I don’t Believe

Talking to Lu a while back about Semana Santa, he asked me – So what do you believe in?  And I realized there was a lot in the apostle’s creed that I no longer believe in.

1.  I don’t believe in God being the Creator of heaven and earth 

2.  I don’t believe in the resurrection of the body.

3.  I don’t believe in heaven and hell.

4.  And life everlasting seems to be a curse rather than a blessing.

I’ve changed.  Within the religious community, they will probably say for the worse.  Most people who know my beliefs are aghast and disbelieving.  But I am comfortable with these beliefs.  And whether other people can ever reconcile these radical beliefs to the fact that I still believe in God, is up to them.  I do believe in God, a merciful God who is one with all creation.

1.  And I believe that we all have souls and that our earthly bodies are prisons.

2.  That death frees our soul to be more than it can be.

I don’t know if my beliefs have a name. But there you go, that’s me.




Summer Job

I required our two eldest kids to work this summer.  I started them out with half day schedules.  I gave them peso80 for half day’s work.  Feeling ko parang malaki.  Na-excite ang dalawa sa extra money nila.  I’m thinking, pababaan ko kaya?  

Anyway, they seemed to find the work interesting.  I started them out with some bookkeeping.  Double checking additions, tallying collections and updating bank records.  Then they did some stenciling and more office work.  I was surprised that they could do the work.  Mababa lang talaga expectations ko. 

I hope I don’t get tired of them accompanying me to work.  I hope this can last through the summer.


I Cried a Tear

How can you cry just a single tear?  Is it possible?  

Anyway, the line just popped into my head while I was thinking of a title for what happened this afternoon.  I was reading essays submitted by applicants to the scholarship program O and I set up 4 years ago.  

Second Wind, that’s the name we chose.  Some relief to parents who have labored for so long, seeing the high school finish line so near and yet struggling, not quite sure if they could reach it.  We offer them some relief until the next race; the next school year that is.  It is open to high school students only.  We figure grade school students can still transfer to a cheaper school with less trauma rather than high school students.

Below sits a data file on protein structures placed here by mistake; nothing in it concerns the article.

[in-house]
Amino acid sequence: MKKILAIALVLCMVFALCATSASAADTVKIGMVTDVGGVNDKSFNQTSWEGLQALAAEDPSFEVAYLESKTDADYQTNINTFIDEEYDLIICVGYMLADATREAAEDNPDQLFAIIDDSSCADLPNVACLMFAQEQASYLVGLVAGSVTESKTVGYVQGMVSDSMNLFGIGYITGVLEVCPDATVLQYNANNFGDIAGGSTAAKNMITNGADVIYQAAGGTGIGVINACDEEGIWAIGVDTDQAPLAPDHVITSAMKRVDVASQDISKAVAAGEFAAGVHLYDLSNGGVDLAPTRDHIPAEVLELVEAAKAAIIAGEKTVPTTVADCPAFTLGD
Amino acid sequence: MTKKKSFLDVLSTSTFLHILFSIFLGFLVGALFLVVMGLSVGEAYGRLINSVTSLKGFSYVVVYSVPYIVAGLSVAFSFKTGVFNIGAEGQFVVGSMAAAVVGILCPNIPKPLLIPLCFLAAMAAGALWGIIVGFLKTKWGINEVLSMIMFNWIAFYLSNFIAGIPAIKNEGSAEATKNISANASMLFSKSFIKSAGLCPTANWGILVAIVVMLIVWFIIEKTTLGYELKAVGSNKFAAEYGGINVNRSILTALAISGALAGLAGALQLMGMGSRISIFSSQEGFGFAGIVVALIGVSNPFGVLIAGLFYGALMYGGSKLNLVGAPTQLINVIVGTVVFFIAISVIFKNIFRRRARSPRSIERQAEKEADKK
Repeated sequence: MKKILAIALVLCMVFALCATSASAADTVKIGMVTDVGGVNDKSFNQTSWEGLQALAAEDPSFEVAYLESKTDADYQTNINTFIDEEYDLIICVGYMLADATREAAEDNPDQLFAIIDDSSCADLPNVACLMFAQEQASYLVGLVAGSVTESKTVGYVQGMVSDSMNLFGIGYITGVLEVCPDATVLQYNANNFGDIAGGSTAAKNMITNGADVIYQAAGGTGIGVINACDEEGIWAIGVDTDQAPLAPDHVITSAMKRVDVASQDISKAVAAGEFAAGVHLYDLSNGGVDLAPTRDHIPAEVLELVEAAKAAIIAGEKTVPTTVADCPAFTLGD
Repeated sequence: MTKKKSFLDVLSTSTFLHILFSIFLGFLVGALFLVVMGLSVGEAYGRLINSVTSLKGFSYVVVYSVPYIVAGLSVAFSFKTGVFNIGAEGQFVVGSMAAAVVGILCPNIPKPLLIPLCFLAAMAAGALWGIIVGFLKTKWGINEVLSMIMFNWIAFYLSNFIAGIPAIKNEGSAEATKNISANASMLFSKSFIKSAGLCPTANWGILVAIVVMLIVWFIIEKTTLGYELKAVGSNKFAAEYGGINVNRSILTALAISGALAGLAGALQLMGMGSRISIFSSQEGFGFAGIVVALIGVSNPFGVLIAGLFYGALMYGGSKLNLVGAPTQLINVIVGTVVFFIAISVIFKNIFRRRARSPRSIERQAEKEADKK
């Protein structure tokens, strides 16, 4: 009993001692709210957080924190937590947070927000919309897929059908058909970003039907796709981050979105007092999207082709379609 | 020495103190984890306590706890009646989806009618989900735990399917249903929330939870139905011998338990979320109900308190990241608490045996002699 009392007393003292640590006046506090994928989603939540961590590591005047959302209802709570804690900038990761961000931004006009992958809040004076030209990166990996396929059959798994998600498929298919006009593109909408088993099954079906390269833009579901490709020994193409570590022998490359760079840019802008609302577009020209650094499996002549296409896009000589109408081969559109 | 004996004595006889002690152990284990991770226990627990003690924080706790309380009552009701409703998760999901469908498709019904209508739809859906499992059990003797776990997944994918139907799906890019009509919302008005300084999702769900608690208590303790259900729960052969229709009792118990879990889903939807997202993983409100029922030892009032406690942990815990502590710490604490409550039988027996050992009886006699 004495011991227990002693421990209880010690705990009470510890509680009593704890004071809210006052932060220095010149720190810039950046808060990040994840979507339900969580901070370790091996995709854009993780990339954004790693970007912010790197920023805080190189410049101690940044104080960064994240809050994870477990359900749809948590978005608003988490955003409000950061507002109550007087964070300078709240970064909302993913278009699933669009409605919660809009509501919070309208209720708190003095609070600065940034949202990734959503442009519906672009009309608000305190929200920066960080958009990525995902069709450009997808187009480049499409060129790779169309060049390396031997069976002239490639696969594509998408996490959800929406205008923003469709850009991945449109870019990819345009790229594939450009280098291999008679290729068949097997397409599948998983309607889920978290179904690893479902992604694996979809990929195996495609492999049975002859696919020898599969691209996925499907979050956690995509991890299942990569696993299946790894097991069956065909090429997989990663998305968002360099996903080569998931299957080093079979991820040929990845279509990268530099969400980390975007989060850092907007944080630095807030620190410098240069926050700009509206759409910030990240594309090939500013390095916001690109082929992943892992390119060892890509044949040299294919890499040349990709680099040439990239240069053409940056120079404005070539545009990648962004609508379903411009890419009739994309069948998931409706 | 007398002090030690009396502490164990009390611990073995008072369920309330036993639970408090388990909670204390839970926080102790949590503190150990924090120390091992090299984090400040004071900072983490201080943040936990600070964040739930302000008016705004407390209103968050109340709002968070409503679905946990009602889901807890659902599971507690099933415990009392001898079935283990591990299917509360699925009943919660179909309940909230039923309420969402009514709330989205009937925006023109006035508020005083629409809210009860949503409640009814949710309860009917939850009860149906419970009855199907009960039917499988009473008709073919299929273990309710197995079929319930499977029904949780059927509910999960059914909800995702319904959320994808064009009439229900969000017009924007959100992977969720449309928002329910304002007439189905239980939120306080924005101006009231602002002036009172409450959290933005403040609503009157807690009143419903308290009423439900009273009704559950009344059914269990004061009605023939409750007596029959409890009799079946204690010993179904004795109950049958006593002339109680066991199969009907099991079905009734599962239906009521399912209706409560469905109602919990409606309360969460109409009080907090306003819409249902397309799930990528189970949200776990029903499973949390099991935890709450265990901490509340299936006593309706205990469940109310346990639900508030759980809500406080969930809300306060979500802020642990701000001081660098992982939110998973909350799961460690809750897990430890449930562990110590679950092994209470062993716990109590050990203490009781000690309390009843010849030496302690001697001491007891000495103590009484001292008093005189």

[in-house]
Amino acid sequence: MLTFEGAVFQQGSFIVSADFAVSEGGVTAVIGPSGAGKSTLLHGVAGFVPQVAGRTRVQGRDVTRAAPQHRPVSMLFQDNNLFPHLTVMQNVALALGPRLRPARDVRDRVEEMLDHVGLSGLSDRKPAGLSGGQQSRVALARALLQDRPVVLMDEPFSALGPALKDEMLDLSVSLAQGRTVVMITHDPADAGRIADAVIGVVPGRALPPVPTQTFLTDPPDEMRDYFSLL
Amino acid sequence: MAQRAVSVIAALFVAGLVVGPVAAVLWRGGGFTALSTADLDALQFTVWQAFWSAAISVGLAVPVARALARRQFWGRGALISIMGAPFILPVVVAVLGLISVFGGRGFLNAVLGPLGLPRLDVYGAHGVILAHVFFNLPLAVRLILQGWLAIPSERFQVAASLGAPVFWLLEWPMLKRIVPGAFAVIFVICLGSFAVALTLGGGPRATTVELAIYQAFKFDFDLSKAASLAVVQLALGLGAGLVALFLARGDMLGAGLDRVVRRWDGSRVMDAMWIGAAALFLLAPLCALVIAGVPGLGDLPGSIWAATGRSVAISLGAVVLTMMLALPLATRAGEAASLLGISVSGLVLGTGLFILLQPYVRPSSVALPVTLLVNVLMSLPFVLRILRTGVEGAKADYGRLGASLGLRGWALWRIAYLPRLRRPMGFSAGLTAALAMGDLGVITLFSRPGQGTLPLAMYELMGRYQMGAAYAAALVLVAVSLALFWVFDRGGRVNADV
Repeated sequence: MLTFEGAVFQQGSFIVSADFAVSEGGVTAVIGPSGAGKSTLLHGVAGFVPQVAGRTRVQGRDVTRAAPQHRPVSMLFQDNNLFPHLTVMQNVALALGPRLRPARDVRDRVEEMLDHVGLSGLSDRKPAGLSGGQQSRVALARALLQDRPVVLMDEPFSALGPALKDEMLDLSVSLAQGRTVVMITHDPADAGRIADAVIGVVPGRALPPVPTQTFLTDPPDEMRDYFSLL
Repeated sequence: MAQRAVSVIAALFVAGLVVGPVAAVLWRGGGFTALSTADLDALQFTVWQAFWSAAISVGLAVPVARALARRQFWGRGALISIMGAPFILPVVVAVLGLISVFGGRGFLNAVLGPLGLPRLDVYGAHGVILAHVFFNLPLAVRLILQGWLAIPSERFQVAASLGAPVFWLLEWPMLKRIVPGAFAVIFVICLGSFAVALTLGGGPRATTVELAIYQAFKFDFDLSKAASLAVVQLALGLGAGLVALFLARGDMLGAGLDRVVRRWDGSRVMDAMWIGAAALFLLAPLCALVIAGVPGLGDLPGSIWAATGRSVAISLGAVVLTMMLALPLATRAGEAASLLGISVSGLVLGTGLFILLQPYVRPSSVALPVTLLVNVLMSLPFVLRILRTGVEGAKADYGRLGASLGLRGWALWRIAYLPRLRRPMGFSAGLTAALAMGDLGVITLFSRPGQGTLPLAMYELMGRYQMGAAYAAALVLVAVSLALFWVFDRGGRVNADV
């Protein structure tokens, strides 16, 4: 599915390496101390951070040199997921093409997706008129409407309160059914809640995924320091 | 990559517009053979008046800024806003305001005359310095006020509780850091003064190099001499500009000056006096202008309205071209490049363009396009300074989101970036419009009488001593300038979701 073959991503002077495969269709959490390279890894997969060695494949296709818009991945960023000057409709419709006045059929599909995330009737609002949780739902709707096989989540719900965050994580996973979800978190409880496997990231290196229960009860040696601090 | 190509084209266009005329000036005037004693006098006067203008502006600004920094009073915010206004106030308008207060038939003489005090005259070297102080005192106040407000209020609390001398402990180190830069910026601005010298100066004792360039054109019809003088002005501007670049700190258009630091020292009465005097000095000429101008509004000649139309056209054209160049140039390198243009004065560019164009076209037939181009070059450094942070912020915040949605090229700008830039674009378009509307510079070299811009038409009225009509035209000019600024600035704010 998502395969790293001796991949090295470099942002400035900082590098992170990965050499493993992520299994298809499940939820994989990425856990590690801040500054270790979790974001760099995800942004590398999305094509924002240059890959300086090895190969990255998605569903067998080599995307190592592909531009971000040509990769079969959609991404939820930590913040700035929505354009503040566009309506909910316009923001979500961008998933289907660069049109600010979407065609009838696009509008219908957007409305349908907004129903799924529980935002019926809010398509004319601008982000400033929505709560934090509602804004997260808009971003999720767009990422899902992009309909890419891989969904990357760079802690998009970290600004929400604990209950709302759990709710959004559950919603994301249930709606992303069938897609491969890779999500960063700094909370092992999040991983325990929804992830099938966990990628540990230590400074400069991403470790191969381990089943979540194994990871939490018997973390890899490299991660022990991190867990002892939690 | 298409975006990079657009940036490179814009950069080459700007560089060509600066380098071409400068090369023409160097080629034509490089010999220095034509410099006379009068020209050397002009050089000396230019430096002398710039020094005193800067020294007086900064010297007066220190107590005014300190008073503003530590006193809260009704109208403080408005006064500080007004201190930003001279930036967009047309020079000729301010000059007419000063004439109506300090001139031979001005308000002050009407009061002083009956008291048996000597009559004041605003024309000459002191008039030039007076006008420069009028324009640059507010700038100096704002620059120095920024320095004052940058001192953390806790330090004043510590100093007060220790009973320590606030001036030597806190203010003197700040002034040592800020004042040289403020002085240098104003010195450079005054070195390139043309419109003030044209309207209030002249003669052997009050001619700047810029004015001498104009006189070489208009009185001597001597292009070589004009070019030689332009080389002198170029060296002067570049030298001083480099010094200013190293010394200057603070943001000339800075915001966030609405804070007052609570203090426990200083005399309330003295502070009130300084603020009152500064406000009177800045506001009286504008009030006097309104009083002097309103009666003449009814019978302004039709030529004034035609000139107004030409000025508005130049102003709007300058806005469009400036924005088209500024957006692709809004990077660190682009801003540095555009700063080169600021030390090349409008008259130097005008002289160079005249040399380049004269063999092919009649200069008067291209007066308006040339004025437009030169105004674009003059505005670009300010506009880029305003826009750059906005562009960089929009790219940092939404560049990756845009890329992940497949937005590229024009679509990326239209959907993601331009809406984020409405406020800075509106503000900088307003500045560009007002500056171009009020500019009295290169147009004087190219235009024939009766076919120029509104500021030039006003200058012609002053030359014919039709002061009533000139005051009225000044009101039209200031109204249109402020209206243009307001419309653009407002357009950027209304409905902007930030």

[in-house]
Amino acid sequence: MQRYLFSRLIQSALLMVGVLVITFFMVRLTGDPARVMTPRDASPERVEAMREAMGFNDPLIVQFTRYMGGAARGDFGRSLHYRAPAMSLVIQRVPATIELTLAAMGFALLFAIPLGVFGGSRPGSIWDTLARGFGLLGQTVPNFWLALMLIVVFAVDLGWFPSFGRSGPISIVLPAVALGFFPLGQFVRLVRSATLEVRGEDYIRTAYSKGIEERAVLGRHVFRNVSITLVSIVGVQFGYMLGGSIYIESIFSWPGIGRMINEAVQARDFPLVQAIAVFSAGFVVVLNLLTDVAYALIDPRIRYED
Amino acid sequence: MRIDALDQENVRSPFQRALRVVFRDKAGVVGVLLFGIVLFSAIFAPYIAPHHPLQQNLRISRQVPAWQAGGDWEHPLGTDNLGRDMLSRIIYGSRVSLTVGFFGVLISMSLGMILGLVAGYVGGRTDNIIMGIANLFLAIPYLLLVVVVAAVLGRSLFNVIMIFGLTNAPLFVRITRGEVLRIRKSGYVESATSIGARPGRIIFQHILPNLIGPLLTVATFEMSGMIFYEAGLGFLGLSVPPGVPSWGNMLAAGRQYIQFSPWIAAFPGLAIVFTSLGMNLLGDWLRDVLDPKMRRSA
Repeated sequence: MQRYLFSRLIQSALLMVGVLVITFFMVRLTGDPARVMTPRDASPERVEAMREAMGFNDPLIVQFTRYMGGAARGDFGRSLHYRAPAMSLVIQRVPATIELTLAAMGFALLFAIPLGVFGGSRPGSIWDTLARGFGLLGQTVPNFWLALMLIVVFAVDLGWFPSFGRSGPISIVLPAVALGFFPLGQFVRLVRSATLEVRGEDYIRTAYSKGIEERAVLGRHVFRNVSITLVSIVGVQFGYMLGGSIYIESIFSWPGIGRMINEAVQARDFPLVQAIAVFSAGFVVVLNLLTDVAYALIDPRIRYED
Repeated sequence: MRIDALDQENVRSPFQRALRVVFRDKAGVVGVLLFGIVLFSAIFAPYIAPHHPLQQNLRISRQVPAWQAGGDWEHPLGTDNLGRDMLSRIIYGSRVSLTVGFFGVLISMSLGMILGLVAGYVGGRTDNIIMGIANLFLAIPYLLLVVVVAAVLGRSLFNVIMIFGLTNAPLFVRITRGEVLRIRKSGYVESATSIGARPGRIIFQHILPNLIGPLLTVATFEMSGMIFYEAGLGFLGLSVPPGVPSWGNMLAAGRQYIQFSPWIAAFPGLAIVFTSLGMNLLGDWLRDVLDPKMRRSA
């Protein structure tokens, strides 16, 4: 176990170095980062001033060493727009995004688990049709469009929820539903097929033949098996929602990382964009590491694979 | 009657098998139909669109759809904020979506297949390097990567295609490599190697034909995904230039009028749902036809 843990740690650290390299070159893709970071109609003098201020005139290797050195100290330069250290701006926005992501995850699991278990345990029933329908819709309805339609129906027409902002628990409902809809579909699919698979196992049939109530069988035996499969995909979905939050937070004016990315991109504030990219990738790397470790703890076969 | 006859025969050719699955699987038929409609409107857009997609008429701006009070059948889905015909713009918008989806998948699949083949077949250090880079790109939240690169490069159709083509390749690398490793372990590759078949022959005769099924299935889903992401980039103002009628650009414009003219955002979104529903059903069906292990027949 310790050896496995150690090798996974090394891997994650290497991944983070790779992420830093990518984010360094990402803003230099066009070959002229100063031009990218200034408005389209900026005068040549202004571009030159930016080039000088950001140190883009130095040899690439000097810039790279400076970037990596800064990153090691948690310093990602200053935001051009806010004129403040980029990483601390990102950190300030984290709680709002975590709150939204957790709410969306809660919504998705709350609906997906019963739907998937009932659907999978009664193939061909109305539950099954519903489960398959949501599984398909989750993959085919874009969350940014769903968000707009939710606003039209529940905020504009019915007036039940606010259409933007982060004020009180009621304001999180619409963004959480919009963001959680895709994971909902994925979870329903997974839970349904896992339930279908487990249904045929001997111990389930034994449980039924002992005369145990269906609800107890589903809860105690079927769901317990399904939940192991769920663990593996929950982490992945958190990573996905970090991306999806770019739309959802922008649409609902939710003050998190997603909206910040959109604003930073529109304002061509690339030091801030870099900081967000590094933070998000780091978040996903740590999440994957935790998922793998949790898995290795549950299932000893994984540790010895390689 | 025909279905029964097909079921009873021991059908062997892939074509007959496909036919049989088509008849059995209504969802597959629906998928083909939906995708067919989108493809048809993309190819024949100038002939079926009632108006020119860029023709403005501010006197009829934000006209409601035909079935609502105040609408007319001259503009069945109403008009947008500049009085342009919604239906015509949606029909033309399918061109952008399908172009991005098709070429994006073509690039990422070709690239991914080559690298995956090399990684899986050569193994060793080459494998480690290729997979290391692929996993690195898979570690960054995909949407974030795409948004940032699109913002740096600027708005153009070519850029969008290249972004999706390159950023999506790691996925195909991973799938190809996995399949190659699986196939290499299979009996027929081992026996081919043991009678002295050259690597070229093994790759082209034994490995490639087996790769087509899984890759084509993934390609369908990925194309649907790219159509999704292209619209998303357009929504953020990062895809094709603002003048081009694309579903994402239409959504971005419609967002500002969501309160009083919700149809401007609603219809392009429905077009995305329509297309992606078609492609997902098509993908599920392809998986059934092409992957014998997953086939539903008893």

One grade 4 student tried her luck even while her mom knew that our scholarships are open to high school only.  I received her application, not promising her mom anything.

But boy, her essay made me teary-eyed.  I was very impressed with how she was able to convey her intense desire to stay in this particular school without being maudlin or needy.  She stated her family’s financial difficulties matter of factly, she realizes that she might have no choice but to transfer but she prays that maybe , just maybe she can stay in the school she loves.  

Unlike other scholarships, grades are not as important.  Poverty is not the main factor.  Desire is what I seek.  And this kid has conveyed her desire to stay in my alma mater very effectively.

She will be helped.  Not the whole amount owing to the fact she does not meet the requirements set.  We do have to follow some sort of guideline to ensure some sort of order.  But the beauty in being one’s own boss is that I get to stretch the rules and make an exception.

She took a risk.  She asked.  Something will be given.

Deathbed Promises

Now that I’ve had first hand experience of a deathbed promise, I think it’s a cruel imposition on the living.

I made promises that I now find difficult to fulfill.  Sometimes you want to but circumstances prevent you.  

My mom wanted me to assure her that I would protect an aunt’s possession from the infighting of her children.  Though I know I am objective enough and have the discernment to do so – I don’t think I will be able to.  I am not my mom.  I do not have her authority.  She was an aunt to my cousins.  When she talked, my cousins listened.  I am these cousins’ level and younger than they all are.  Who am I to make decisions for their mom?  

I am not stupid enough to proceed knowing the circumstances.  I know I will not be an effective mediator for this relative’s problem.  What was I thinking promising my mom?  That is the problem- when death is near, one rarely thinks.  

But I made a promise.  In whatever way I can, I will but to the extent that my mom wanted me to do when she is gone – I simply am unable to do.

When I am on my deathbed and if i have the opportunity, I will not hold my husband nor my children to any promises.  That would be cruel to them.  I have lived my life.  They will live theirs.  I have no right to impose upon them after I have left this earth.